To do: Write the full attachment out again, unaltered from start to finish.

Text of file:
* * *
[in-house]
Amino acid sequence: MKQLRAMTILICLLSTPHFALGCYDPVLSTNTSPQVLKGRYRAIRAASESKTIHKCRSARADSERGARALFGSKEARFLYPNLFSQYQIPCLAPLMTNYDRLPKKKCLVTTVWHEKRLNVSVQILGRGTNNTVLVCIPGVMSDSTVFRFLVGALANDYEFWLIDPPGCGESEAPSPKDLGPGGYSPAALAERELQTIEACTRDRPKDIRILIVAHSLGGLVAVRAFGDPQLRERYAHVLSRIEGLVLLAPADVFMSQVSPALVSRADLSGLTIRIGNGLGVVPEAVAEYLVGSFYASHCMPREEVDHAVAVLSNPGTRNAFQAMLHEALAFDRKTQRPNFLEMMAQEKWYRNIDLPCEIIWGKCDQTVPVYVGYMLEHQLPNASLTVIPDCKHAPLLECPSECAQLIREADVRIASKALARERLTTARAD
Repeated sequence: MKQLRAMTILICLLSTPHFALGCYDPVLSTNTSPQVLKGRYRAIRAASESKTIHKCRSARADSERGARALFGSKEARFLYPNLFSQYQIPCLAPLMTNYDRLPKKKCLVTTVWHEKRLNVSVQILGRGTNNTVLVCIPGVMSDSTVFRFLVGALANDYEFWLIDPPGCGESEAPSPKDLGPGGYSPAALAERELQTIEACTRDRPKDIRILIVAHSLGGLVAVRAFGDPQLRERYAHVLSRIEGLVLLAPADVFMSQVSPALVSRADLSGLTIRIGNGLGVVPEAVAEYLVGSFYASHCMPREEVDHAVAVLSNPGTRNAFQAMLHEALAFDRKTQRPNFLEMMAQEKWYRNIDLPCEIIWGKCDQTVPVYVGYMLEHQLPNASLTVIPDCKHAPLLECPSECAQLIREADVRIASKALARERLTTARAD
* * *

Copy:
[in-house]
Amino acid sequence: MKQLRAMTILICLLSTPHFALGCYDPVLSTNTSPQVLKGRYRAIRAASESKTIHKCRSARADSERGARALFGSKEARFLYPNLFSQYQIPCLAPLMTNYDRLPKKKCLVTTVWHEKRLNVSVQILGRGTNNTVLVCIPGVMSDSTVFRFLVGALANDYEFWLIDPPGCGESEAPSPKDLGPGGYSPAALAERELQTIEACTRDRPKDIRILIVAHSLGGLVAVRAFGDPQLRERYAHVLSRIEGLVLLAPADVFMSQVSPALVSRADLSGLTIRIGNGLGVVPEAVAEYLVGSFYASHCMPREEVDHAVAVLSNPGTRNAFQAMLHEALAFDRKTQRPNFLEMMAQEKWYRNIDLPCEIIWGKCDQTVPVYVGYMLEHQLPNASLTVIPDCKHAPLLECPSECAQLIREADVRIASKALARERLTTARAD
Repeated sequence: MKQLRAMTILICLLSTPHFALGCYDPVLSTNTSPQVLKGRYRAIRAASESKTIHKCRSARADSERGARALFGSKEARFLYPNLFSQYQIPCLAPLMTNYDRLPKKKCLVTTVWHEKRLNVSVQILGRGTNNTVLVCIPGVMSDSTVFRFLVGALANDYEFWLIDPPGCGESEAPSPKDLGPGGYSPAALAERELQTIEACTRDRPKDIRILIVAHSLGGLVAVRAFGDPQLRERYAHVLSRIEGLVLLAPADVFMSQVSPALVSRADLSGLTIRIGNGLGVVPEAVAEYLVGSFYASHCMPREEVDHAVAVLSNPGTRNAFQAMLHEALAFDRKTQRPNFLEMMAQEKWYRNIDLPCEIIWGKCDQTVPVYVGYMLEHQLPNASLTVIPDCKHAPLLECPSECAQLIREADVRIASKALARERLTTARAD